Flesh from Tim Exile transforms sounds into performances [Interview] - Create Digital Music

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Flesh from Tim Exile transforms sounds into performances [Interview] Working with samples is great fun, but there’s a certain sameness to approach. Load a sample. Play back a sample. Slice a sample. FLESH takes a unique angle: it analyzes sound samples and mangles them into new animals. And it’s the latest from Tim Exile, a one-man live performer of madness himself (Warp, Planet Mu), and one of Reaktor’s greatest patching virtuosos on Earth. His first two instruments, THE FINGER and THE MOUTH, were already weird and wonderful tools for performance, but FLESH could be the deepest one yet. (Yes, that’s just Flesh, not The Flesh. So it could be, basically, any flesh. Yours, mine, some random guy’s flesh… you get it.) At the heart of FLESH is a screen on which you can drag and drop loops. It wisely borrows a page from the terrific Loopy on iOS and displays that audio in a circle – a visual that makes sense for loops. You can stick up to 12 samples in there, though once you hear all you can do with them, you may be find with a much smaller number. The ingredients that follow are tools we’ve heard and seen before in some form. What’s novel is packaging them together into a single, live and improvisatory workflow. FLESH analyzes the sounds for both transient and spectral profile, then uses that information to transform the results. There are four engines: 1. Sample Engine is more conventional sample stuff – length, envelopes, modulation. 2. Monosynth turns those samples into wavetables. 3. Polysynth turns them into chords (or can be a multi-voice monosynth with stacked voices). 4. Subsynth produces bass frequencies from an incoming pitch signal. Then, as if that weren’t enough, there’s a whole effects section and additional modulation. There’s a dub delay, itself controlled by modulation from the sound, and a Mod Page. Because you can drive all of this from the sample modulation, you can get really wild effects. Because of these different engines, you could really get different results than the Tim Exile-y ones you hear in the demo videos. You might focus on just one engine, or just one set of parameters. But the other thing that’s important is centralizing sound control. Tim himself works with an enormous table full of gear (including a lot of Behringer controls). This isn’t just about working on sound design as a slow, studio-driven process. It’s about improvisation, which is always what impressed me about Tim’s performances. Now, I’m not Tim, you’re not Tim, but the live control element means a chance to really play with sound. These are integrated into big macros for Spectrum, Character, Length, and Mod, and it’s really fast to play and tweak quickly. FLESH isn’t a sampler – that part may disappoint people. You do need to prepare samples in advance. But there is a major improvement in Reaktor 6 under the hood. New tables for samples make the drag-and-drop ease here possible for the first time. And so while FLESH is great on its own, it’s also the first showcase that really shows what’s possible in Reaktor 6 (apart from those Blocks). This being NI, they’ve also come up with some slick integration with the KOMPLETE KONTROL keyboard line – and I hope, soon, too, the more compact Maschine controller. Watch: The combination of all these elements really does make FLESH into an integrated performance instrument – like, you might not need Ableton Live any more for playing out. Load your samples and parameters, and do it all live. Tim gives a quick demo of what that looks like: Here’s a promo video from NI, proving that Tim is the virtual reality presence we all knew him to be. People are already down-voting it on YouTube, because… well, either there are some angry jealous Cylons subscribed to NI’s channel, or the downward-facing thumb has some meaning in other cultures. (I never understood why people do that on YouTube. Come on, kids. Lighten up.) You can join Tim and me for a live Periscope. Tim asked me to come over while he’s in Berlin, so we’ll be online on the main page in a little while. (7 PM Berlin time, that’s 1 PM in New York and 10 AM in California.) If you miss the live video, it’ll be up for 24 hours. Find that, plus everything on FLESH, on NI’s site: Native Instruments FLESH Runs inside Reaktor 6, or if you don’t have Reaktor, inside the free Reaktor 6 Player. Tim also talks to CDM about what it was like building this instrument. CDM: You’ve for some years used a project called Flow Machine. How does The Flesh relate to that? Tim: Flesh is made to fit into the Flow Machine workflow. The Flow Machine is kind of my R&D playground performance instrument. All the technology in the Flow Machine is optimized for spontaneous electronic music performance. How is it different making something like this for other musicians than when you’ve done something just for yourself? You have to bear a lot more variables in mind. Personally I avoid DAWs like the plague as…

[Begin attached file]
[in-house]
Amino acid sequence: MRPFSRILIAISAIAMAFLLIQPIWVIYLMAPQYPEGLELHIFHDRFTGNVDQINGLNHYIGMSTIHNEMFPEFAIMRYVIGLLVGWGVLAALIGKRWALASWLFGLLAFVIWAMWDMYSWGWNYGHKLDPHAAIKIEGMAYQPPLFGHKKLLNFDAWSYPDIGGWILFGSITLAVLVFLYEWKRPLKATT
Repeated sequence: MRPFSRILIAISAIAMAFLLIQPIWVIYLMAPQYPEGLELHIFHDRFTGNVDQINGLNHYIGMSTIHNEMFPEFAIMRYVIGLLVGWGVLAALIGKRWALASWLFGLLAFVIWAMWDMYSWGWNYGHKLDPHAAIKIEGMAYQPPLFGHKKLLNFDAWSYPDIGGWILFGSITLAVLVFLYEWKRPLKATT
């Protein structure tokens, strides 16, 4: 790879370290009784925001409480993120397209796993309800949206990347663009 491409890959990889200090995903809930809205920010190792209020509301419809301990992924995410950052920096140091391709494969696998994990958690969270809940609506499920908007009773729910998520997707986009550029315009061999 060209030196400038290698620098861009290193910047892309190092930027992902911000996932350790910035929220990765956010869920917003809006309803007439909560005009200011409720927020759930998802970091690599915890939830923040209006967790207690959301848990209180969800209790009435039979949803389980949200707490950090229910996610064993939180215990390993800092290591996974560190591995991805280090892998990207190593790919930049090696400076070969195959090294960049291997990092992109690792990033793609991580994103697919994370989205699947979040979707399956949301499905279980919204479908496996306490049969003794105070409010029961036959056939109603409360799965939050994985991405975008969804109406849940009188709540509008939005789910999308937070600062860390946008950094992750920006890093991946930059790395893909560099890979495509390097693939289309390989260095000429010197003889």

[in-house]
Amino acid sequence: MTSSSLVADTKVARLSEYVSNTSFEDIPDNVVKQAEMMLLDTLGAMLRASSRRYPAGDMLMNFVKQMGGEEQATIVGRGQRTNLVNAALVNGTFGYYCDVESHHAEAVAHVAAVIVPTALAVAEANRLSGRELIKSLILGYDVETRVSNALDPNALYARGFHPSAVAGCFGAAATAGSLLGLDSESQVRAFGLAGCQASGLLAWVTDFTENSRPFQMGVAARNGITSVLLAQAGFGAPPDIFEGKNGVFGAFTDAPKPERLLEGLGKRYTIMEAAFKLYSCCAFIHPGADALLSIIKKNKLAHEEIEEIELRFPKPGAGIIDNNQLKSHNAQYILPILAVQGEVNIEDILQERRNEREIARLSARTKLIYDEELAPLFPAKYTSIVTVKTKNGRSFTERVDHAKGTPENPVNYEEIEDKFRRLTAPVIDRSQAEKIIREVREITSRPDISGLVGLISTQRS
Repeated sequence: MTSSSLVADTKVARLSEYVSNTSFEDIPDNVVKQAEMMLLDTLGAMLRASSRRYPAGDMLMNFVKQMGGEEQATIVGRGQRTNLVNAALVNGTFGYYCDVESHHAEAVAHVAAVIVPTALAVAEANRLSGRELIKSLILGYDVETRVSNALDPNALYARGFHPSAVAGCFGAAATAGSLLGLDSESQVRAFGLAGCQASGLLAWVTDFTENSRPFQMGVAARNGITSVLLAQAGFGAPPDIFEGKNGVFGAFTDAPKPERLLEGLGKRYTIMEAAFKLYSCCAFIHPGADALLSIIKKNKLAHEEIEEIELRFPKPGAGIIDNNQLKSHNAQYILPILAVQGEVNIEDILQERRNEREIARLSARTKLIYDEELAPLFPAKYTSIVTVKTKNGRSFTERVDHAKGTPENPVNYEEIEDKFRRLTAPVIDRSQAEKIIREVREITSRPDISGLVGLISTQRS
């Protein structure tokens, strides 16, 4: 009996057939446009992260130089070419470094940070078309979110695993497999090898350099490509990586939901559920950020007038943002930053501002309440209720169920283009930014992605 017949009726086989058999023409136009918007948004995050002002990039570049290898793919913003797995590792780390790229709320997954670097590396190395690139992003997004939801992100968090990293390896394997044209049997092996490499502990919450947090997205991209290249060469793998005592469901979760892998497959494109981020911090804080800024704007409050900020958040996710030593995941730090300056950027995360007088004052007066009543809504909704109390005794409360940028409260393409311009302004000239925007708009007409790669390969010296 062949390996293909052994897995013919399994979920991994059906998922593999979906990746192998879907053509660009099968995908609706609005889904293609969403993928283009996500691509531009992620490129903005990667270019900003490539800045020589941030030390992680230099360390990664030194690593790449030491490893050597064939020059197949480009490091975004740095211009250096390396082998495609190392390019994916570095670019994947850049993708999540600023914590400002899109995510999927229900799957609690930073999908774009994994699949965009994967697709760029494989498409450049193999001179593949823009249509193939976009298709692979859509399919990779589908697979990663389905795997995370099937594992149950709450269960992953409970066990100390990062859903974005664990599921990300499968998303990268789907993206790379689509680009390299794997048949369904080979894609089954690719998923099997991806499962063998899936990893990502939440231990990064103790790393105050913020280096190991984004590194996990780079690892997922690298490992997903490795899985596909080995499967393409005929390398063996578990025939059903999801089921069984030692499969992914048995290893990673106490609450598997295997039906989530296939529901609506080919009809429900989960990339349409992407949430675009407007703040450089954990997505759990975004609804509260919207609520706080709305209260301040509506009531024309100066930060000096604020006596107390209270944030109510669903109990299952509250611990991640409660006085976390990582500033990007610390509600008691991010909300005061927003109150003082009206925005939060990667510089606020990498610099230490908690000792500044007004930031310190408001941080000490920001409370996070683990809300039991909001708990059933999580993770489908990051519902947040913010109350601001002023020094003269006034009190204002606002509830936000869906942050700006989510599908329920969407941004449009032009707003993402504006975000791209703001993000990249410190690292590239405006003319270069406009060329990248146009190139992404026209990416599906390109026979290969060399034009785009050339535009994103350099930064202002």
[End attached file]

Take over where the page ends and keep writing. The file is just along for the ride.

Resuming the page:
Working with samples is great fun, but there’s a certain sameness to approach. Load a sample. Play back a sample. Slice a sample. FLESH takes a unique angle: it analyzes sound samples and mangles them...

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